Intervju med US-amerikanska egyptier och vänsteraktivister.
At least 15,000 protesters jammed Cairo’s huge Tahrir Square January 25 in the biggest political demonstration seen in the Egyptian capital in more than 30 years. Tens of thousands more people turned out for demonstrations in provincial cities as well. At least two people were killed in clashes with the Egyptian state’s security forces.
But rather than be intimated by police repression, protesters were able to turn the tables on Egypt’s notoriously violent cops, and beat up several. And as a follow-up to the demonstration, a range of secular, democratic organizations have called for a national strike on January 26.
The movement has put a spotlight on the U.S.-backed police state ruled by Hosni Mubarak, the 83-year-old dictator despised for presiding over a society in which a tiny minority has amassed enormous wealth while more than 23 percent of the population of 79 million lives under the official poverty line. The resurgence of Egyptian workers’ strikes and protests is now feeding into the pro-democracy movement.
International Socialist Review editor Ahmed Shawki, recently returned from Cairo, and Egyptian-American activist Mostafa Omar spoke to Lee Sustar about the significance of the protests, and the social and political forces that gave rise to them:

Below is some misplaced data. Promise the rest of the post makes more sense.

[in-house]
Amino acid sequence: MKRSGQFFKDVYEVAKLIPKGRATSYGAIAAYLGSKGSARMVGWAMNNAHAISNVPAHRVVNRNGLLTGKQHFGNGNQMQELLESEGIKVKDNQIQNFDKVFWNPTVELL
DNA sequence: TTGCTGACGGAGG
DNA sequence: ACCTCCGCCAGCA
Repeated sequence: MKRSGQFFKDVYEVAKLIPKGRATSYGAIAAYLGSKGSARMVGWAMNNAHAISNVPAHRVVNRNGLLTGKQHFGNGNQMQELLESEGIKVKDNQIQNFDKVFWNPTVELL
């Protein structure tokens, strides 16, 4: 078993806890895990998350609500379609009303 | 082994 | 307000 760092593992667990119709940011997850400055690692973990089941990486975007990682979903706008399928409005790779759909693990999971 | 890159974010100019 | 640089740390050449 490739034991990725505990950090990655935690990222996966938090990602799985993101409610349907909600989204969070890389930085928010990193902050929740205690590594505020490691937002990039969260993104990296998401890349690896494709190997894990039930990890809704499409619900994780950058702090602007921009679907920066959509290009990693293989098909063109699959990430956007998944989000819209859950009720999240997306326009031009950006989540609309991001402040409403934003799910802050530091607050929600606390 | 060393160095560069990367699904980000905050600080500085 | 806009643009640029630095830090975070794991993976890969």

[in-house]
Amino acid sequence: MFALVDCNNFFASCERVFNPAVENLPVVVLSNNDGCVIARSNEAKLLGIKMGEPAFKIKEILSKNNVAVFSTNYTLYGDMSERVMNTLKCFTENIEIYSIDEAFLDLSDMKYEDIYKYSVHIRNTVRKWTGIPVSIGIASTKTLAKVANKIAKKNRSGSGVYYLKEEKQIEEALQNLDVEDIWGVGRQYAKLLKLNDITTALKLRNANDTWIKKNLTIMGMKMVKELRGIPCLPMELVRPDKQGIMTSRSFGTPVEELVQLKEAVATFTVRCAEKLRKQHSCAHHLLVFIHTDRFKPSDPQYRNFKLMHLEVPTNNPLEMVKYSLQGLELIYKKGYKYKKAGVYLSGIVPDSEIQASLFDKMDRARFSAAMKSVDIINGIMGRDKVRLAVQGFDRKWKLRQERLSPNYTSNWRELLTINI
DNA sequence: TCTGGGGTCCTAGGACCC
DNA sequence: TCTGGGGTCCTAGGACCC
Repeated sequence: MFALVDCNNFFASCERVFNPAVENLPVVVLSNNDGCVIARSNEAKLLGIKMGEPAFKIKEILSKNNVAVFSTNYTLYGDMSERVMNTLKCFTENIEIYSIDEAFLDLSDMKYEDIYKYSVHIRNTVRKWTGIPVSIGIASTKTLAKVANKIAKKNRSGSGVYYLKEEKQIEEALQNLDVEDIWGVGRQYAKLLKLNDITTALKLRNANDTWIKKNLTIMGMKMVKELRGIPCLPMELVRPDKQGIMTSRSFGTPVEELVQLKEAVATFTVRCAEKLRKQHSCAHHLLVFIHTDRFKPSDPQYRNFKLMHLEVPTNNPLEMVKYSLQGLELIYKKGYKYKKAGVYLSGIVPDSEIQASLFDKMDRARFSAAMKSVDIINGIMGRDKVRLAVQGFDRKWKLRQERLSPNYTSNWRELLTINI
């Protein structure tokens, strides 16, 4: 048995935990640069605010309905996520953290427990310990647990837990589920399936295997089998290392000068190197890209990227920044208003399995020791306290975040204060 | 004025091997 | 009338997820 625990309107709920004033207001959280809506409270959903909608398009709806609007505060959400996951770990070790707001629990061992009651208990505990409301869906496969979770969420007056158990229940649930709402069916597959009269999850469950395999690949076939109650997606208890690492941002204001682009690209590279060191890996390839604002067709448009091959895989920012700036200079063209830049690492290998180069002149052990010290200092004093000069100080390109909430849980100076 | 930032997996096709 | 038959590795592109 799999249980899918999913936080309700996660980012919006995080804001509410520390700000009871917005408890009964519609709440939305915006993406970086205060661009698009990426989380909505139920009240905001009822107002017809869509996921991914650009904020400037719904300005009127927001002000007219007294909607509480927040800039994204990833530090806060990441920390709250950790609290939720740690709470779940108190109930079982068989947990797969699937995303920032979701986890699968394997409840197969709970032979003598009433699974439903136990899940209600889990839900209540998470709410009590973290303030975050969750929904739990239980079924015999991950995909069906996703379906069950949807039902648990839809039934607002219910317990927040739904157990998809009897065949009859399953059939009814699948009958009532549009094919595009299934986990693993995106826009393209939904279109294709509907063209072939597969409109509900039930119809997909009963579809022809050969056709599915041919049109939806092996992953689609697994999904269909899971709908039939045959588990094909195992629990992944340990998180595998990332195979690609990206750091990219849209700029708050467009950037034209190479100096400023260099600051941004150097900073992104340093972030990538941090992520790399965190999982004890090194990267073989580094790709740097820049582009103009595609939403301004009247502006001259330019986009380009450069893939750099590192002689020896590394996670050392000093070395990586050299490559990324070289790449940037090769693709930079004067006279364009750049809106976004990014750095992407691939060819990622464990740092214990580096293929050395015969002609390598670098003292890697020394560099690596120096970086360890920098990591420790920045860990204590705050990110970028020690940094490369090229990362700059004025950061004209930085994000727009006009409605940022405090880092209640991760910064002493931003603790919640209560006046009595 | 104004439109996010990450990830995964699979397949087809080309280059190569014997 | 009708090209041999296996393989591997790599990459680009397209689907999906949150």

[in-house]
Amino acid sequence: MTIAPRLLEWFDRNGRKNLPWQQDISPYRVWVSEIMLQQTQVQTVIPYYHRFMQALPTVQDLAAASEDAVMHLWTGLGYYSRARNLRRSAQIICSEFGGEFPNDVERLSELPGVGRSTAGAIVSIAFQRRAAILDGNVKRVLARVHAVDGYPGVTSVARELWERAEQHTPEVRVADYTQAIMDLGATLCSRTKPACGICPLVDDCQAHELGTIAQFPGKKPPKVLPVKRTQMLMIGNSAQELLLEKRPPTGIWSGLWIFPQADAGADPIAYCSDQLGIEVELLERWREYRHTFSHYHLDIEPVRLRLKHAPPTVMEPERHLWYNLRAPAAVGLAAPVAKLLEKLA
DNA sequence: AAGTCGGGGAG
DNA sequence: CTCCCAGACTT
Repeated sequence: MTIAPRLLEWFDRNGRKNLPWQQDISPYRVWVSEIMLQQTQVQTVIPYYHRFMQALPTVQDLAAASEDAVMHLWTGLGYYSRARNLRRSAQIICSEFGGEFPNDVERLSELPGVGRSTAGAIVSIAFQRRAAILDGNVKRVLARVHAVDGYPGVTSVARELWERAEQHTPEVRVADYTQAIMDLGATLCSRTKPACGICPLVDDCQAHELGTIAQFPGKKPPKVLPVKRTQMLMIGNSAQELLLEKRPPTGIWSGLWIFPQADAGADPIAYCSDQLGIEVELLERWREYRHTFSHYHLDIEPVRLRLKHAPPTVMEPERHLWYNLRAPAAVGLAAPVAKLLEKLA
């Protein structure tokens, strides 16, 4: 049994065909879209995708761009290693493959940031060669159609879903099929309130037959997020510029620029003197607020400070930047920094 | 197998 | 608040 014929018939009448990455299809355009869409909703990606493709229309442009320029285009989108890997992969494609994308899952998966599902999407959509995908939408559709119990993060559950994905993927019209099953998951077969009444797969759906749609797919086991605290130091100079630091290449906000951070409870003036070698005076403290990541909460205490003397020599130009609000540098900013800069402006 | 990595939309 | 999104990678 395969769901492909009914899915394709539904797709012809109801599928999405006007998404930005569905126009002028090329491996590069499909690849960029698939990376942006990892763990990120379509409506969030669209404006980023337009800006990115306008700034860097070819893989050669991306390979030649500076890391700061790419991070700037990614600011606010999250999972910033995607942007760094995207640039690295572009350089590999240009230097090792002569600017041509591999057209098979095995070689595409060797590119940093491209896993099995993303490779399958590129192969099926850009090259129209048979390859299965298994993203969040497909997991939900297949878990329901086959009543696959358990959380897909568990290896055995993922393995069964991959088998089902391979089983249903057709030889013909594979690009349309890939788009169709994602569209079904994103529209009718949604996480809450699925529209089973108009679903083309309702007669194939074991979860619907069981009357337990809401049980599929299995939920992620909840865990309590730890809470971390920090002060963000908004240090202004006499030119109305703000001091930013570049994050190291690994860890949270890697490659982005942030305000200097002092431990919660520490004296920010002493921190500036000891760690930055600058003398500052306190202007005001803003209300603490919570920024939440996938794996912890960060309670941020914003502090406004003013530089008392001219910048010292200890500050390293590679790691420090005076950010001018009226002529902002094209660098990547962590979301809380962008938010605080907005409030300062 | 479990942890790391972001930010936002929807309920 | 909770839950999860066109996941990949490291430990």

WHAT ABOUT the protests outside Cairo?
Ahmed: In Alexandria, the police were very aggressive, and used rubber bullets to try to break up the crowd. But people held their ground. This is despite the fact that police are, as usual, arresting key activists and harassing their families.
Mostafa: The police did attack the demonstrations in a number of places with rubber bullets and water cannons. They allowed the demonstrations to proceed and then attacked them. But that didn’t work. People actually attacked the security forces. There are a number of reports of people beating the hell out of the security forces and a fascinating video of protesters chasing the police.
The size and scale of the protests outside Cairo is the government’s biggest problem. In Suez, people refused to be dispersed and fought a kind of guerilla battle with police. In Alexandria, there was a mass demonstration of tens of thousands, followed by meetings at central squares. There were fascinating scenes–people brought huge posters with Mubarak’s face, and were burning them in the street. Elsewhere, in a number of cities in the Nile Delta–a very industrialized era–the demonstrations were most militant as well. It was almost like a national uprising.